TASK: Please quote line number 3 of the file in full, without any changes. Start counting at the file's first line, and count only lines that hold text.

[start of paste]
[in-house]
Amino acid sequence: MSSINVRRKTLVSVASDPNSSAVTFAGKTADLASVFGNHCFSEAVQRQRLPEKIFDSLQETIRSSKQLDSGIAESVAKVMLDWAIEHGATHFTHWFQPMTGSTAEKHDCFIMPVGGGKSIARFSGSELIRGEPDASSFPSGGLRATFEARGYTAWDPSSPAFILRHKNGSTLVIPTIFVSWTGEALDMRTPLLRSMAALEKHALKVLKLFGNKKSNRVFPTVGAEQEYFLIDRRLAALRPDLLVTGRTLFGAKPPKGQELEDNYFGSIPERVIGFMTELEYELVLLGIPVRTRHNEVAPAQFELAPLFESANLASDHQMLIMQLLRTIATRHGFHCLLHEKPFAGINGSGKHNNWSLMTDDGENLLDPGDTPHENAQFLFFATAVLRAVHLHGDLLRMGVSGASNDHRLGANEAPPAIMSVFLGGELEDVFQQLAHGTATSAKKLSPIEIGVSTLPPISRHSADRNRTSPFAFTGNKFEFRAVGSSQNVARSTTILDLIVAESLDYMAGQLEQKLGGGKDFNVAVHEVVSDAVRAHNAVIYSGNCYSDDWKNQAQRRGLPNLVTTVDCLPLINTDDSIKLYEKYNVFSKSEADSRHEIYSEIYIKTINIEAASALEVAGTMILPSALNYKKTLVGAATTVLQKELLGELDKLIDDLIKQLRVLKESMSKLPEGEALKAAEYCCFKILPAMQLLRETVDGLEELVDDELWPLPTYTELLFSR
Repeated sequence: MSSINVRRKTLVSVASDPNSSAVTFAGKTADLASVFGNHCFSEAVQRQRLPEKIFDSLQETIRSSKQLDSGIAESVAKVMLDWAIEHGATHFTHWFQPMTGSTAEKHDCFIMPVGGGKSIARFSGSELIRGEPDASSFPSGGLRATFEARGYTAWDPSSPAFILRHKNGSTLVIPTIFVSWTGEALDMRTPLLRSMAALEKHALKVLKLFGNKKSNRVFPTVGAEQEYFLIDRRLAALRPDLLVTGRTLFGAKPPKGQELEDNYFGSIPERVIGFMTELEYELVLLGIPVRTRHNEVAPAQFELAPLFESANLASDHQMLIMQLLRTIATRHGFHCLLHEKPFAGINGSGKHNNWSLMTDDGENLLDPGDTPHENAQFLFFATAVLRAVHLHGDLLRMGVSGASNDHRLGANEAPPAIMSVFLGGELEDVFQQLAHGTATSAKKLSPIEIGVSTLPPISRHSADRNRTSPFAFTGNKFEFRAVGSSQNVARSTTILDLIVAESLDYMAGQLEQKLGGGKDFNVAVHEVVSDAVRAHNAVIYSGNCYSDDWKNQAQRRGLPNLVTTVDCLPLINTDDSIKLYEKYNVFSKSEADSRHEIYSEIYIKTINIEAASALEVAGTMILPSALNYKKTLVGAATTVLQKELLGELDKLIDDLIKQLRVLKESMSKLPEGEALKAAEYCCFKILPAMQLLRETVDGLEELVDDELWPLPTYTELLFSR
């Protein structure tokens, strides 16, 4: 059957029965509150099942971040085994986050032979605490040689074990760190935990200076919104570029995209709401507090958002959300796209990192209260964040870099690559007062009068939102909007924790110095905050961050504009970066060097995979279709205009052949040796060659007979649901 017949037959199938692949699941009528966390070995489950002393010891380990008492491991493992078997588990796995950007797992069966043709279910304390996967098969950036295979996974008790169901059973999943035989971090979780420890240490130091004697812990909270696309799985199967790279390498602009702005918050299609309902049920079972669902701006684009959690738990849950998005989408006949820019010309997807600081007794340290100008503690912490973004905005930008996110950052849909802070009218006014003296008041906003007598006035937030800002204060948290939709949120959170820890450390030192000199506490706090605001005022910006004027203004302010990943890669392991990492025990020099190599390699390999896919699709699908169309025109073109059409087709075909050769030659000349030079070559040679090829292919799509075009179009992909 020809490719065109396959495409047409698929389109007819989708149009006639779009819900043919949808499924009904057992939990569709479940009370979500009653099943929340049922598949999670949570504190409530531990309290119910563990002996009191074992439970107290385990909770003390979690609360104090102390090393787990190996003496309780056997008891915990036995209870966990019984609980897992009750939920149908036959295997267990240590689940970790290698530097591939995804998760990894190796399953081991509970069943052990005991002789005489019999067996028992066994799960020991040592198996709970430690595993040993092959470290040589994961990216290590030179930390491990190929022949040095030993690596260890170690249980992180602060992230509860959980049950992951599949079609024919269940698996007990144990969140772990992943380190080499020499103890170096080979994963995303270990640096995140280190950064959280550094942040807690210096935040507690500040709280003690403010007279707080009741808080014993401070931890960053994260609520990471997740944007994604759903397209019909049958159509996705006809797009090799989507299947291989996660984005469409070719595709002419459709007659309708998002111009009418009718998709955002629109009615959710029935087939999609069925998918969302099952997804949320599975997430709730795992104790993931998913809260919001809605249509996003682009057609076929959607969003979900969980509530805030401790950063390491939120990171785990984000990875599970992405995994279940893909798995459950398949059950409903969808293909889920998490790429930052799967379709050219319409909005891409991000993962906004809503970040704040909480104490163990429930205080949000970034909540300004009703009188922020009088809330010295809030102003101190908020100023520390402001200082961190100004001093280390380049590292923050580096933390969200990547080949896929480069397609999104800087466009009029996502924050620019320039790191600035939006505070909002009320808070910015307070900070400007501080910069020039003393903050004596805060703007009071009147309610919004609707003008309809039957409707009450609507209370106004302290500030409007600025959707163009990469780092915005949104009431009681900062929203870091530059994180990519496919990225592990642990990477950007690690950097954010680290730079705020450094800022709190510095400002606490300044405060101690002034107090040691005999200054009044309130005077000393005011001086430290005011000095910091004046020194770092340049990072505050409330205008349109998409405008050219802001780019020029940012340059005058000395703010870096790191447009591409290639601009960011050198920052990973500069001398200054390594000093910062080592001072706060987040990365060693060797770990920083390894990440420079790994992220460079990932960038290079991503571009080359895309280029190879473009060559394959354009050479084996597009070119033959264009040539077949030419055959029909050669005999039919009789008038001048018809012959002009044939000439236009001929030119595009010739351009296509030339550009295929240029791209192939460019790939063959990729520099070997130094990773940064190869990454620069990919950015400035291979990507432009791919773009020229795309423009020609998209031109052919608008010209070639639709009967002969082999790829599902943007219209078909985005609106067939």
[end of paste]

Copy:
Repeated sequence: MSSINVRRKTLVSVASDPNSSAVTFAGKTADLASVFGNHCFSEAVQRQRLPEKIFDSLQETIRSSKQLDSGIAESVAKVMLDWAIEHGATHFTHWFQPMTGSTAEKHDCFIMPVGGGKSIARFSGSELIRGEPDASSFPSGGLRATFEARGYTAWDPSSPAFILRHKNGSTLVIPTIFVSWTGEALDMRTPLLRSMAALEKHALKVLKLFGNKKSNRVFPTVGAEQEYFLIDRRLAALRPDLLVTGRTLFGAKPPKGQELEDNYFGSIPERVIGFMTELEYELVLLGIPVRTRHNEVAPAQFELAPLFESANLASDHQMLIMQLLRTIATRHGFHCLLHEKPFAGINGSGKHNNWSLMTDDGENLLDPGDTPHENAQFLFFATAVLRAVHLHGDLLRMGVSGASNDHRLGANEAPPAIMSVFLGGELEDVFQQLAHGTATSAKKLSPIEIGVSTLPPISRHSADRNRTSPFAFTGNKFEFRAVGSSQNVARSTTILDLIVAESLDYMAGQLEQKLGGGKDFNVAVHEVVSDAVRAHNAVIYSGNCYSDDWKNQAQRRGLPNLVTTVDCLPLINTDDSIKLYEKYNVFSKSEADSRHEIYSEIYIKTINIEAASALEVAGTMILPSALNYKKTLVGAATTVLQKELLGELDKLIDDLIKQLRVLKESMSKLPEGEALKAAEYCCFKILPAMQLLRETVDGLEELVDDELWPLPTYTELLFSR